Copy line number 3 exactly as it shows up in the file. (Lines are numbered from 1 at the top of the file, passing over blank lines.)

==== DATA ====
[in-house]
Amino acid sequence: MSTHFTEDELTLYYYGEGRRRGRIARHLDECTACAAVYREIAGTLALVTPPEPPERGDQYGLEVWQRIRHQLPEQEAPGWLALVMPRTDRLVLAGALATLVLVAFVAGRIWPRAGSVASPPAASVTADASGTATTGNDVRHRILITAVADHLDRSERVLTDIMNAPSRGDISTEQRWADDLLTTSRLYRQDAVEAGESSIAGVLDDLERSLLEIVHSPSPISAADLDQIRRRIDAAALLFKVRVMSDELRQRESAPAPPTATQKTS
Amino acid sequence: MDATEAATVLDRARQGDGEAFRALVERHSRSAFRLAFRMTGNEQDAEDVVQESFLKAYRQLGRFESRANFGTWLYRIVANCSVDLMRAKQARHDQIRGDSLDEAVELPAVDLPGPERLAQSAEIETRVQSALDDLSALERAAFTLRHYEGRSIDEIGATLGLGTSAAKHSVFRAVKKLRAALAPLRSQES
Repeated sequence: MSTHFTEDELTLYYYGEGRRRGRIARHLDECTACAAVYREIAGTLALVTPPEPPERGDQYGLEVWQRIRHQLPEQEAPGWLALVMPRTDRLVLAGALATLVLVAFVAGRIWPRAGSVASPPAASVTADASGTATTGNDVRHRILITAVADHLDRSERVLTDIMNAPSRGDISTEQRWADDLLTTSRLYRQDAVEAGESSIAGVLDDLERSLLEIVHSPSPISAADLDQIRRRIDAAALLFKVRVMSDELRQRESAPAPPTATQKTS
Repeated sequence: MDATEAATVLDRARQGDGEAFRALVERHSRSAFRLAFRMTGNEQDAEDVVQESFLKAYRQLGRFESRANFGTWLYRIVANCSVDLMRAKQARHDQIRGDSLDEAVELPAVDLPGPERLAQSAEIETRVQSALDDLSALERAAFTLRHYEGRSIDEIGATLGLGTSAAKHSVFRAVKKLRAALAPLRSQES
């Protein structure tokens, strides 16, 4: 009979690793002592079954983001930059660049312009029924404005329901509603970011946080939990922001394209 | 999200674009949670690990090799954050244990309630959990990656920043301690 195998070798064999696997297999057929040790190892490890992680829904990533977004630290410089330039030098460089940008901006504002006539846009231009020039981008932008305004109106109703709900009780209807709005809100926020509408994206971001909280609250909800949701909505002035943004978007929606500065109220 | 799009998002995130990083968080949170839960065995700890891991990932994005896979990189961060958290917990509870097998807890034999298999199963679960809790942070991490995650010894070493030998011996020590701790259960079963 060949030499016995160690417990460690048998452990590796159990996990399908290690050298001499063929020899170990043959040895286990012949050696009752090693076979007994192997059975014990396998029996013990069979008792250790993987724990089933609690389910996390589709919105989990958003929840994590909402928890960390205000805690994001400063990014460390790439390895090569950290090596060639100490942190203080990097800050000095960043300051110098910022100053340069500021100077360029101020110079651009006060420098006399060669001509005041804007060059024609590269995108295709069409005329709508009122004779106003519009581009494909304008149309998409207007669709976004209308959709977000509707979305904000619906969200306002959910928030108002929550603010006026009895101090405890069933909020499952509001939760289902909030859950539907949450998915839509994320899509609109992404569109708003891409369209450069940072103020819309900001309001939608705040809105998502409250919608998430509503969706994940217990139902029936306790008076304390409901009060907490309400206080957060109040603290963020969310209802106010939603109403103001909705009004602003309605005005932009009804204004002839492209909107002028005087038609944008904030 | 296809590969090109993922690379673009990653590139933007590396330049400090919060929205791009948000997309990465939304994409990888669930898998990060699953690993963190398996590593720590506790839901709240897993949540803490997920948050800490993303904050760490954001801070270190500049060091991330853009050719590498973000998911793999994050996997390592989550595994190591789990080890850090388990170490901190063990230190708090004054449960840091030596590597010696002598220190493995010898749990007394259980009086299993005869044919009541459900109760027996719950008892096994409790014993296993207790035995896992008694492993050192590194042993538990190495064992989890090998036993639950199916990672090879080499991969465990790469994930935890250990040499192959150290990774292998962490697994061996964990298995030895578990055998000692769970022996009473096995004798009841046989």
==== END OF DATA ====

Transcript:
Amino acid sequence: MDATEAATVLDRARQGDGEAFRALVERHSRSAFRLAFRMTGNEQDAEDVVQESFLKAYRQLGRFESRANFGTWLYRIVANCSVDLMRAKQARHDQIRGDSLDEAVELPAVDLPGPERLAQSAEIETRVQSALDDLSALERAAFTLRHYEGRSIDEIGATLGLGTSAAKHSVFRAVKKLRAALAPLRSQES